Before you freak out about your poor math skills, remember that homeschooling is a way to remove the obstacles that you had back in school. In public school, the class moves on when the teacher is ready, not when the students are ready. When you are lost in traditional school, you wouldn’t get the individualized help that you needed to move on. At home, your child can spend as much time as necessary to master a concept before moving on.
Still worried? Some parents tag-team with other parents on tough topics. Others hire tutors for one specific area. If your child is old enough, they could even enroll at the local community college for help in difficult areas.
Can I get other people to help with my homeschooling?
Yes. Of course.
Homeschool doesn’t mean that one parent has to be the teacher in all things. The important thing is that the child gets the education she needs. Does it matter where it comes from?
Can my child participate in sports if we choose to homeschool?
Some states have laws that allow homeschooled children to participate in interscholastic sports in the school district they live in. (Interscholastic meaning school against school).
Many states (or specific school districts) allow participation in some sports, but not others.
You’ll have to do your research where you live.
But we are talking about public school sports. There are tons of community sports programs for your children to participate in. Instead of playing basketball, your child might ski, swim or do martial arts. It won’t matter where your child goes to school for these types of private sports arrangements.
How do I homeschool children of different ages?
This depends upon how you structure school for each of your children. You could put each of the kids on their own separate path. Or, you could do one global activity and have them each participate in the “lesson” at their age/ability level. For example, if you are studying the state of Texas, each of the kids could have their own age appropriate tasks. Or just do the task to their ability.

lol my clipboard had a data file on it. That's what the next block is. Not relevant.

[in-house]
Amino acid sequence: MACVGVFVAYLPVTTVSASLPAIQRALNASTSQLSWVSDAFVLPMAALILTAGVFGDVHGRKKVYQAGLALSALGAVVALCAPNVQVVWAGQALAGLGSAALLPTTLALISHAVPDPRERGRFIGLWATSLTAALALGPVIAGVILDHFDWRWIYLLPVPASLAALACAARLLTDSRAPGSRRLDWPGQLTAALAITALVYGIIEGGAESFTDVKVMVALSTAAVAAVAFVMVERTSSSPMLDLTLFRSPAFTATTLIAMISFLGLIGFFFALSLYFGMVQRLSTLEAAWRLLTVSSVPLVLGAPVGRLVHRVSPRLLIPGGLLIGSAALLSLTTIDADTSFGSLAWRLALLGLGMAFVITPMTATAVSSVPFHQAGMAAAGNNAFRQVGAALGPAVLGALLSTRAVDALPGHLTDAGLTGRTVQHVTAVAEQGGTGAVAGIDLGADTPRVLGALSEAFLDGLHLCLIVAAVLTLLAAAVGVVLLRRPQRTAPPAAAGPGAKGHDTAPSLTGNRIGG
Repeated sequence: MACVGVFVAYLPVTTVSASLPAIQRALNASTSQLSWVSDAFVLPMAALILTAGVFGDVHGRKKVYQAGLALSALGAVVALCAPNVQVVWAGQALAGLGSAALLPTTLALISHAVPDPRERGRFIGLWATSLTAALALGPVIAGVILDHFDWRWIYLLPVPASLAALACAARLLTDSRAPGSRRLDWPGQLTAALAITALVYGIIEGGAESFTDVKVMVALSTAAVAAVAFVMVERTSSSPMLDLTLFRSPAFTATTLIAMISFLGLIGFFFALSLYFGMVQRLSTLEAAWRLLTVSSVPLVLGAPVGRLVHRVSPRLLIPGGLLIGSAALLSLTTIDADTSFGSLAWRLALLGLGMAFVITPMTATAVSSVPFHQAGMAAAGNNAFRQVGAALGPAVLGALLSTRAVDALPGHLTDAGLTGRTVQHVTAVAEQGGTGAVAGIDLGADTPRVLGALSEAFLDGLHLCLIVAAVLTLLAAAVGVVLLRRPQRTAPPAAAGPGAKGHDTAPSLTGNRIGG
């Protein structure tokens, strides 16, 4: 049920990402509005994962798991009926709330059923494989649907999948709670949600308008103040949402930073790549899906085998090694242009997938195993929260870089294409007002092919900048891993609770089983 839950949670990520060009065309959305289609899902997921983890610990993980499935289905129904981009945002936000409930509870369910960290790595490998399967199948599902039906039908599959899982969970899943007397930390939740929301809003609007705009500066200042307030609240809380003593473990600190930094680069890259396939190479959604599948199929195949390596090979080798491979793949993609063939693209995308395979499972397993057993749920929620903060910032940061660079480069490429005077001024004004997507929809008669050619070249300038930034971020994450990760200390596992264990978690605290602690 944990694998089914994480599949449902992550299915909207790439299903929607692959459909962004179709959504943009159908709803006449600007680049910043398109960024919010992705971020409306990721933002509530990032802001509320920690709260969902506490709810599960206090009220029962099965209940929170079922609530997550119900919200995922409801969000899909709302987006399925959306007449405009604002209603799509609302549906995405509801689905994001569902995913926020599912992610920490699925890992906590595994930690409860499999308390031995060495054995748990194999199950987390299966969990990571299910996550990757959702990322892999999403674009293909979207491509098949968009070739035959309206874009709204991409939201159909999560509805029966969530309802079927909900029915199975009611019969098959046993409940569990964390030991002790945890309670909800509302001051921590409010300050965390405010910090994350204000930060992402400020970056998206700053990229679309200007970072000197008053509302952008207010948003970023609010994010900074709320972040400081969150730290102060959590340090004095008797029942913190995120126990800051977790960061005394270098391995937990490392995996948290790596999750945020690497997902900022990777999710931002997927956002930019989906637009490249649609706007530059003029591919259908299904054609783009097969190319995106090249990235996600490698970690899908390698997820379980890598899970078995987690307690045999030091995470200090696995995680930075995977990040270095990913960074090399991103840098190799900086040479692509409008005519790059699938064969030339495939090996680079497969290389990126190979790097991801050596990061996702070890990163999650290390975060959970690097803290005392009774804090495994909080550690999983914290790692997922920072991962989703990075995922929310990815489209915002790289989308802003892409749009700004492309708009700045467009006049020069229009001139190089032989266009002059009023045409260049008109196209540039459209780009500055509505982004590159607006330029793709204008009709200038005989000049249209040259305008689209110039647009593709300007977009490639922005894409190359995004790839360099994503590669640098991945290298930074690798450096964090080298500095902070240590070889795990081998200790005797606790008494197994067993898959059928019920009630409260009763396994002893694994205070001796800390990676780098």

I suspect that trying to handle the ages of the children would be less hard than juggling the differing interests of the children. (History versus art, etc).
How do I get my children to be motivated to learn at home?
There’s no “one” way to motivate kids. But here’s a few suggestions from some homeschooling families to help keep kids on track:
- Make sure the children have access to interesting things, such as cool books and other printed materials, supplies, math and science equipment, collections of specimens, charts or models, and opportunities to get out and explore.
- Talk to your children about their interests, and then look for materials that fall in line with their interests.
- Allow the child to make choices about her learning. If you are buying workbooks, give her a chance to pick one. If there’s a few subjects to cover in a day, let her pick the order.
- Eliminate or limit television time.
- Eat nutritious foods.
- Give children opportunities to relax and recharge.
- Incorporate experiences into learning.
Often parents fail to recognize that unmotivated children are actually uninterested children. If you are struggling to get your kid to the table to do the work you want her to do, maybe the problem isn’t with her, but instead with the work.
Do I have to give tests?
Great question. First, you should check your state regulations to confirm whether its the law or not.
Many homeschooling purists argue against testing. They believe that teaching a child to do well on a test is a waste of time.